Jumping on the news agenda can be one of the most effective ways to get your brand heard, often moving from a traditional media space – ie travel pages for a hotel, or food pages for a food brand – onto news or lifestyle pages. The same rule applies for social. Whether you specialise in food PR, travel PR, or are yourself heading up a brand, I hope the following provides some useful tips and guidelines on perfect piggybacking.
For fledging businesses, smart fleet-of-foot responses to a hot topic can form a key part of your brand-building strategy. For larger companies, clunky sign off procedures can kill a great idea – so prepping is everything. Some of the best things we see on social these days are because a brand’s social agency, or indeed in-house team, has had the freedom to run with a story. That said, you need to know your brand inside out.
A few top tips to ensure your piggyback story is media ready:
If something affects your business that has wider industry or consumer relevance, then the media (traditional or social) could be interested in hearing your point of view. So:
Sounds simple I know – but noting all the key dates that could make an impact on your business is essential. From budget announcements, to the return of a much-loved TV programme that drives conversations – it’s all about knowing the date and time of when it goes live and getting everything ready in advance.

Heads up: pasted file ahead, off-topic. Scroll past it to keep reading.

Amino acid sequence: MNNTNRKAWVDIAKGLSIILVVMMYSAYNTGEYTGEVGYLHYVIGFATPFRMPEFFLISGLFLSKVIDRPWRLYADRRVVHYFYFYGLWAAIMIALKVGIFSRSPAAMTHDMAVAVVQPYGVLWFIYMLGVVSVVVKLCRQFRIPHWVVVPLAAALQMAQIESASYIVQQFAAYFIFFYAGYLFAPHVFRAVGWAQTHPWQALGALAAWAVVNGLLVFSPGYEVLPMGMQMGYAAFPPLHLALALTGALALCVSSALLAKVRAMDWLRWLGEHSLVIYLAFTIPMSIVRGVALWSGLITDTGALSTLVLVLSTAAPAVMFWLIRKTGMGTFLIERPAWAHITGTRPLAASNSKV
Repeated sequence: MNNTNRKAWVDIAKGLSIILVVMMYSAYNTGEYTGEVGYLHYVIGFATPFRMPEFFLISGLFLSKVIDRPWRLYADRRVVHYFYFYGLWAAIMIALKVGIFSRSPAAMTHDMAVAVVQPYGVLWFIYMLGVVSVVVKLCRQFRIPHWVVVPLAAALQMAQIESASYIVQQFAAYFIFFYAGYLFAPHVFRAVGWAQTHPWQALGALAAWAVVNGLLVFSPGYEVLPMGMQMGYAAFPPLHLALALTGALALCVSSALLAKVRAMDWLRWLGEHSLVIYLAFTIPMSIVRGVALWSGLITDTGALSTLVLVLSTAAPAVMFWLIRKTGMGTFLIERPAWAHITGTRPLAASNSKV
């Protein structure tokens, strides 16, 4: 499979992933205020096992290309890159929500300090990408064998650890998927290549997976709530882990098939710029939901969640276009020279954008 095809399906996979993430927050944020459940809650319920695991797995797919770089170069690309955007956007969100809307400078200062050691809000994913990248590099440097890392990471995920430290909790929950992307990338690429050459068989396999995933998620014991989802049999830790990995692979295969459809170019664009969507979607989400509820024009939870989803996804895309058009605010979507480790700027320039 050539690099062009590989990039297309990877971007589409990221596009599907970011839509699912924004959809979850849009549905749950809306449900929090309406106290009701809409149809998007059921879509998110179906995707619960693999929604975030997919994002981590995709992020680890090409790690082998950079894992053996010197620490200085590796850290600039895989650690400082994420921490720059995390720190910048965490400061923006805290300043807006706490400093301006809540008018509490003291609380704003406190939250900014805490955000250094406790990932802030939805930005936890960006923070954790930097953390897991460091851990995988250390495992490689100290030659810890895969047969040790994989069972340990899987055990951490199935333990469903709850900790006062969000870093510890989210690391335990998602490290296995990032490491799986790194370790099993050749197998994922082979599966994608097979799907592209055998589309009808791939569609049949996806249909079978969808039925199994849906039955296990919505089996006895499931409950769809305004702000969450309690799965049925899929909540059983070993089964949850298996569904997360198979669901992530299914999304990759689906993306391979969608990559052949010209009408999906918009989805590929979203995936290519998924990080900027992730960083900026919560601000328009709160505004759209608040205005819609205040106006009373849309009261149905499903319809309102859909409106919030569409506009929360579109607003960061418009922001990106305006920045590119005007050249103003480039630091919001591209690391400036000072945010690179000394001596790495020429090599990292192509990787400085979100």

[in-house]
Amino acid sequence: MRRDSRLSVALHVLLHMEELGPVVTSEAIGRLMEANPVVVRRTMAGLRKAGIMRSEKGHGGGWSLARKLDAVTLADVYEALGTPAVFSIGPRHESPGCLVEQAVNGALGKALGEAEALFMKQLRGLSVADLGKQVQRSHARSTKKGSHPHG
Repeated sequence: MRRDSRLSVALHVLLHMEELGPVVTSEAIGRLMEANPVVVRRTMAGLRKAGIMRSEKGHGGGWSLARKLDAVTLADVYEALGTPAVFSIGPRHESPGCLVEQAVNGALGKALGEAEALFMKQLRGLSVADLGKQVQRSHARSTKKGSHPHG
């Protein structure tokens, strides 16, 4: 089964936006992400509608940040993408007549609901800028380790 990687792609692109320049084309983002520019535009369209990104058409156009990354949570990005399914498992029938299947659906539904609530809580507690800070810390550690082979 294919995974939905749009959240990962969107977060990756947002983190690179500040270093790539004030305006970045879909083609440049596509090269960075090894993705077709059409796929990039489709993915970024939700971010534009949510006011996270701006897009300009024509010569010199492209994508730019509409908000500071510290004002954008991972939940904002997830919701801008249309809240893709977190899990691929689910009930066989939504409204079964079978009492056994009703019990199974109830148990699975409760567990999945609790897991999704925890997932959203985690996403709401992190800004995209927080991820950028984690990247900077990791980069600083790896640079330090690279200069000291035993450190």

Being a public relations and communications agency based in the southwest, we recently jumped on the Poldark TV series for one of our hotel clients. Following a strong Falmouth focused episode, The Greenbank Hotel, saw bookings rise by 210% in one evening, between 9.30pm and 11pm. Working closely with the hotel team, we anticipated this booking surge in advance and wrote the essence of the story beforehand, then dropped in the killer stats as soon as we had them.
The story was issued the following morning, with coverage appearing in titles such as the Daily Express, City AM and Lonely Planet. The coverage included a call-to-action to book, with online links being a key part of our release.
Know your conversation space:
What do you want to talk about? What can you talk about? And what don’t you want to talk? All three are equally important. Do not be tempted to comment on something that doesn’t feel credible, or that isn’t true to your brand. We don’t have to comment on everything.
Agree your tone of voice:
Whether you are smart, brave, playful or considered – they all have a place, but be consistent and timely.
Remember your brand essence:
To help shape your communication – remember who you are, and make sure everyone who works for you (from your receptionist through to your sales and comms teams) knows it and understands it. Saves awkward moments later I promise…
Finally – give it a go:
If you have done the hard work above, then the next step is to get out there and get involved. Once you know your subjects and your point of view, you will have the confidence to speak and be heard. Good luck!
Words: Georgie Upton